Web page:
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The lack of 3D information in modern corrected lenses?
Old 10-04-2015   #1
Redseele
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The lack of 3D information in modern corrected lenses?

Just saw this article about how modern lenses (highly corrected with many elements) flatten images, and how older ones (with low count of elements) are able to reproduce 3d better precisely because of the lack of such corrections (which make modern lenses lose visual information).

His examples (some of them at least) show his point very well, but I was wondering what you guys think. I do think that older lenses (like my former Summaron 3.5 or my Summicron 50 collapsible) have a very nice "rendering" that makes things appear more "real" than, say, a Voigtlander Nokton classic 40mm (which I used to own but for some reason I never really liked it that much) or very modern lenses for SLRs (some of which produce really sharp but "inert" images in my opinion).

What do you guys think? I don't know very much about optics theory, but I'm very curious to hear what some people who know a lot more have to say on this topic. Here's the link to the original article.

http://yannickkhong.com/blog/2015/10...eath-of-3d-pop
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Old 10-04-2015   #2
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That is only part of the story. The other part regards the coatings. In fact, Zeiss non aspherical lenses tend to be among the most 3D also because Zeiss has been a pioneer in modern coatings. Modern Tessar type 4 element lenses are probably among the obvious examples of 3d rendering:
Zeiss Contax 45/2.8 Tessar
Nikkor 45/2.8 P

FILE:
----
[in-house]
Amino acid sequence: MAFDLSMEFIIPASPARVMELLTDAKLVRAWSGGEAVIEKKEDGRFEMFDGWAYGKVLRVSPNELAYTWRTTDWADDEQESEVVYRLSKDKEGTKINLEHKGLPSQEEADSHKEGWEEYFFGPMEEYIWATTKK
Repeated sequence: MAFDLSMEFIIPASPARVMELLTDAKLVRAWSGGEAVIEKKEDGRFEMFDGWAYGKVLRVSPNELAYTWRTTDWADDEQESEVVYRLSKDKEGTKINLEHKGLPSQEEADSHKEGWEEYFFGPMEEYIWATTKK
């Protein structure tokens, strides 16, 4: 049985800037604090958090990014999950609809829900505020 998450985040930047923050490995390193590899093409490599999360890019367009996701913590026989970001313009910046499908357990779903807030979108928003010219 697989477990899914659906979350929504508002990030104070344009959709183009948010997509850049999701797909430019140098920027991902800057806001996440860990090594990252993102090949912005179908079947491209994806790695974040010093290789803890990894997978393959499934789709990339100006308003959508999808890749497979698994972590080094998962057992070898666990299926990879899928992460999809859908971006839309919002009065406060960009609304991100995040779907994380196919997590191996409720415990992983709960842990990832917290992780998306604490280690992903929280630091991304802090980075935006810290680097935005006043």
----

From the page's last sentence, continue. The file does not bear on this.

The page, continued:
Elmar M 50/2.8 v2

The shot below was made with the Elmar.

201211121 by marek fogiel, on Flickr
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Old 10-04-2015   #3
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Quote:
Originally Posted by Redseele View Post
What do you guys think?
Plain nonsense.
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Old 10-04-2015   #4
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Quote:
His examples (some of them at least) show his point very well
Until proof of the contrary, I think this guy is self-deluding. Comparing different lenses with different scenes (except the Mickey Mouse)! What can you conclude?

I would be convinced if the "true believers" would pick the correct type of lens 80% of the time from randomized pairs of pics of the same scene taken with both lenses. All the rest is just an experiment in psychology.

Make an experiment: print the two Mickey pics. Trim both in the same way, to remove text at top and bottom. Shuffle them, or, better, have someone shuffle them while you look away. NOW, can you pick out the one that has that obvious 3D look?

And the pseudo-scientific "explanation"!
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Old 10-04-2015   #5
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There was some recent contentious discussion about this, but the Angry Photographer withdrew his posts, so the thread now has conspicuous gaps.

Though the "scientific" evidence presented strikes me as incomplete or not entirely convincing, the idea resonates with me on intuitive and personal aesthetic levels. I have always had the thought in the back of my head that the simpler the lens that can do the job, the "purer" the image. (Please note that I do not present this thought as fact.)

It was with this idea in mind that I bought a Yashica D TLR with the three-element Yashikor lens, feeling that a slightly softer lens that vignettes more than others would be a good starting point for portraits. I'm also fond of Tessar and Tessar-type lenses in medium format.